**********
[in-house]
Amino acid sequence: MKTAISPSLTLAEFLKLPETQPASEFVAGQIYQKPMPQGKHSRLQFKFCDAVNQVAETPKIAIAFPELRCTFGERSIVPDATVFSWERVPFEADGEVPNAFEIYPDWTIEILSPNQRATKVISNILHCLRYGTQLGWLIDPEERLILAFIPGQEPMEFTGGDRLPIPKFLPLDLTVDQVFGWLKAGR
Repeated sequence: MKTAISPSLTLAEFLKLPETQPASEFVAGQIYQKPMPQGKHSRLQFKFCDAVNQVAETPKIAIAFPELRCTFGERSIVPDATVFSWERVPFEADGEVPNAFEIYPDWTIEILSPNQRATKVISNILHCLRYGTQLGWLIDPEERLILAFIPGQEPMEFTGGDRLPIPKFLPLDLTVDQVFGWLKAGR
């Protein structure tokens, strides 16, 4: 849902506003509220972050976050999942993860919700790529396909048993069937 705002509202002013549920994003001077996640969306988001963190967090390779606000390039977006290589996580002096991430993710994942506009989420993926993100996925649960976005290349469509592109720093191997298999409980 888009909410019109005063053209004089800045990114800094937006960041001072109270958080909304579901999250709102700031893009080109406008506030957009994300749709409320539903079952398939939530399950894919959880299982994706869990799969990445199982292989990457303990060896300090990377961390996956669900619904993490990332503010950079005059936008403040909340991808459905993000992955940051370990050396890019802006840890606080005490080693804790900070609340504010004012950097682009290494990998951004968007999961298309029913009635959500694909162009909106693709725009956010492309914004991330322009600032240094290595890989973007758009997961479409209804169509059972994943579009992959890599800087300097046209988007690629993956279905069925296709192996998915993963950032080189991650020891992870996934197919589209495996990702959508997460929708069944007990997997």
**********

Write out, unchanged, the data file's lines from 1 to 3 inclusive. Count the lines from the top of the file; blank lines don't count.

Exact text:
[in-house]
Amino acid sequence: MKTAISPSLTLAEFLKLPETQPASEFVAGQIYQKPMPQGKHSRLQFKFCDAVNQVAETPKIAIAFPELRCTFGERSIVPDATVFSWERVPFEADGEVPNAFEIYPDWTIEILSPNQRATKVISNILHCLRYGTQLGWLIDPEERLILAFIPGQEPMEFTGGDRLPIPKFLPLDLTVDQVFGWLKAGR
Repeated sequence: MKTAISPSLTLAEFLKLPETQPASEFVAGQIYQKPMPQGKHSRLQFKFCDAVNQVAETPKIAIAFPELRCTFGERSIVPDATVFSWERVPFEADGEVPNAFEIYPDWTIEILSPNQRATKVISNILHCLRYGTQLGWLIDPEERLILAFIPGQEPMEFTGGDRLPIPKFLPLDLTVDQVFGWLKAGR